So, you can understand my interest when Vic Mansfield, a regular visitor to our site, called my attention to an article by Gina Kolata on last weekís The New York Times Health Page (April 24, 2001): "Maximum Heart Rate Theory Is Challenged." It appears that Iím not alone in my rejection of "The Formula." Believe it or not, the doctor who created the formula shares my skepticism.
The formula was devised in 1970 by Dr. William Haskell. According to the article, Dr. Haskell and his mentor, Dr. Samuel Fox, were trying to determine a safe level of exertion for heart disease patients. They culled data from about 10 studies and came up with the formula more or less off the cuff. Haskell, who is now a professor of medicine at Stanford, says the subjects in the studies were never meant to be a representative sample of the general population; most were under 55 and some were smokers or had heart disease. Nevertheless, "The formula quickly entered the medical literature," The Times reports. "The absolute numbers took on an air of received wisdom."
"Iíve kind of laughed about it over the years," Dr. Haskell told Kolata. "[The formula] was never supposed to be an absolute guide to rule peopleís training."
Those in the know, so to speak, have long realized that the formula is only a rough estimate, and not a very good one at that. Dr. Fritz Hagerman, an exercise physiologist at Ohio University, told The Times that he learned from more than three decades of studying world-class rowers that the whole idea of a formula to predict an individualís maximum heart rate was ludicrous. Hagerman has seen Olympic rowers in their 20s with maximum heart rates of 220. And he has seen others on the same team and with the same ability, with maximum rates of just 160. The reason, Hagerman explained, is that some athletes push out more blood with each heart beat, and others accomplish the same thing with a faster heart beat.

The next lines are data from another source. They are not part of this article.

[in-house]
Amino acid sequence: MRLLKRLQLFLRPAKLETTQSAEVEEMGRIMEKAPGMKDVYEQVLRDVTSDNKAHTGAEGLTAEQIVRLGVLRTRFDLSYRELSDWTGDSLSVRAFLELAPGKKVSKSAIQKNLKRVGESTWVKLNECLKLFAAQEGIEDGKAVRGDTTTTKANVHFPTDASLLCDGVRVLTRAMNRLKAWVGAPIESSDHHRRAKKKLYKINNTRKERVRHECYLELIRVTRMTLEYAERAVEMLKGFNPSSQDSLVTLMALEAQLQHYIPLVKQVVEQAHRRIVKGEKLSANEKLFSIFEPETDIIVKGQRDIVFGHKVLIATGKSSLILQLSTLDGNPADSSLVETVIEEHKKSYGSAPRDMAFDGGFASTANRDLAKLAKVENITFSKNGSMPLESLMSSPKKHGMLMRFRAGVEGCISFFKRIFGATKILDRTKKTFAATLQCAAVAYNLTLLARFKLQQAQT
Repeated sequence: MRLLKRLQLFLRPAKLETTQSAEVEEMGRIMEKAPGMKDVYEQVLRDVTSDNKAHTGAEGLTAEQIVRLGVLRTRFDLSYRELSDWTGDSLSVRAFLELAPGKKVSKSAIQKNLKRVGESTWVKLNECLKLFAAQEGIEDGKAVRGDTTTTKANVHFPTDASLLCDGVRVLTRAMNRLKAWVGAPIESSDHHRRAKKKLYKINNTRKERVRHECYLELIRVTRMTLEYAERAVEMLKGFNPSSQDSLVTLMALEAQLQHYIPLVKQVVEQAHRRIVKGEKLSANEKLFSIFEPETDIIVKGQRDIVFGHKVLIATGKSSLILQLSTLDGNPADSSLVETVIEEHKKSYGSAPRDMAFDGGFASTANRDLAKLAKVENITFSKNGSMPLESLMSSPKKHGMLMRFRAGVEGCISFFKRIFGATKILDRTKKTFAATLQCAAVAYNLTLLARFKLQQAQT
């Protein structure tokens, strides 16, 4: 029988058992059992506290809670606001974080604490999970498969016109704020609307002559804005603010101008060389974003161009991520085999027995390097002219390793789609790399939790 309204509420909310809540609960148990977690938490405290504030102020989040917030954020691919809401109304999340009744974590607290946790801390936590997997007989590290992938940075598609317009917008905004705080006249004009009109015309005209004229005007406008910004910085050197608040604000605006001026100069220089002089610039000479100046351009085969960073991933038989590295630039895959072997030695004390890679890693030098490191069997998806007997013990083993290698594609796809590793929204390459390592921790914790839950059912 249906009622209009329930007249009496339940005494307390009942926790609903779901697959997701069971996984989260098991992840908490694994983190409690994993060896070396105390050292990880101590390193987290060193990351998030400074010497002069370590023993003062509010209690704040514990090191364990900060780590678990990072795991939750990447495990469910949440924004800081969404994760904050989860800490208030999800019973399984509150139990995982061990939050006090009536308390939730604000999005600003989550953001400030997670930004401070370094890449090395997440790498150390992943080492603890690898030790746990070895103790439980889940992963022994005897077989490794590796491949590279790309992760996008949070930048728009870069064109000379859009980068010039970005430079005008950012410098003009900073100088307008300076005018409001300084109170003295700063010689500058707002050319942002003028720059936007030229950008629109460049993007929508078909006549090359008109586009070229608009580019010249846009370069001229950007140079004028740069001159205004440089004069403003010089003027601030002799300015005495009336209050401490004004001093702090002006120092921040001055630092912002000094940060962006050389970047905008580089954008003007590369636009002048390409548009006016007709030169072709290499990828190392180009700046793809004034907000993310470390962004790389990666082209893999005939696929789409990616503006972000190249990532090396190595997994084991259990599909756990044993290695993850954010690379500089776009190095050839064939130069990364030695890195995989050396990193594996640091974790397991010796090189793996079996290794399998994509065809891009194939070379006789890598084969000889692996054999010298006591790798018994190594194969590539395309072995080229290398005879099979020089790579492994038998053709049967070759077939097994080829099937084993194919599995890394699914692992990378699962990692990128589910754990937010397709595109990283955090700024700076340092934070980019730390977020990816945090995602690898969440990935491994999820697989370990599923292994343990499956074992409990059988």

What guidelines should athletes use? The article doesnít say, but I have some suggestions. First, you can have your maximum heart rate measured in an exercise physiology laboratory. As readers know, Iíve had mine measured at the Lovelace Medical Center in Albuquerque, the human performance laboratory at the University of New Mexico and at the Cooper Clinic. Once you know your actual maximum, heart rate is a pretty good indication of workout intensity and useful in comparing one aerobic workout with another. For more details, see the articles in The Lean Advantage 3 on my use of heart rate monitors.
Another approach is to use perceived rate of exertion, which is just about as good and certainly more convenient than monitoring heart rate. Thatís the method I use most often in my hard aerobic workouts. Listen to your body and it will tell you how hard youíre working. Thereís no need to focus on your heart rate. Your breathing and your muscles will tell you all you need to know. With a little experience, you can judge whether youíre working "very hard" or "hardly working," or somewhere in between the two extremes.
I donít need a heart rate monitor to tell me that Iím working extremely hard during my treadmill workouts. I record the time, speed and angle of incline in my training dairy and use that to judge my progress from one treadmill workout to the next. I do essentially the same on my rowing and Air-Dyne workouts, using the performance monitors on these machines to track my efforts. For specific examples of progressively more intense aerobic workouts, see Lean for Life. The key is to slowly ratchet up the intensity as your condition improves.
If youíre in poor condition, have heart disease or other medical problems you should, of course, consult your physician before undertaking any kind of training program.
Cut the Bread and Cereal?
Q. A friend of mine has replaced the bread, grain and cereal in his diet with more fruit and vegetables. He says man is not genetically adapted to consume cereal grain. Anything to it?
A. In Ripped 2 and my other books, I say that whole grains and whole-grain products are good diet food. Thatís true, but it may be possible to get too much of a good thing.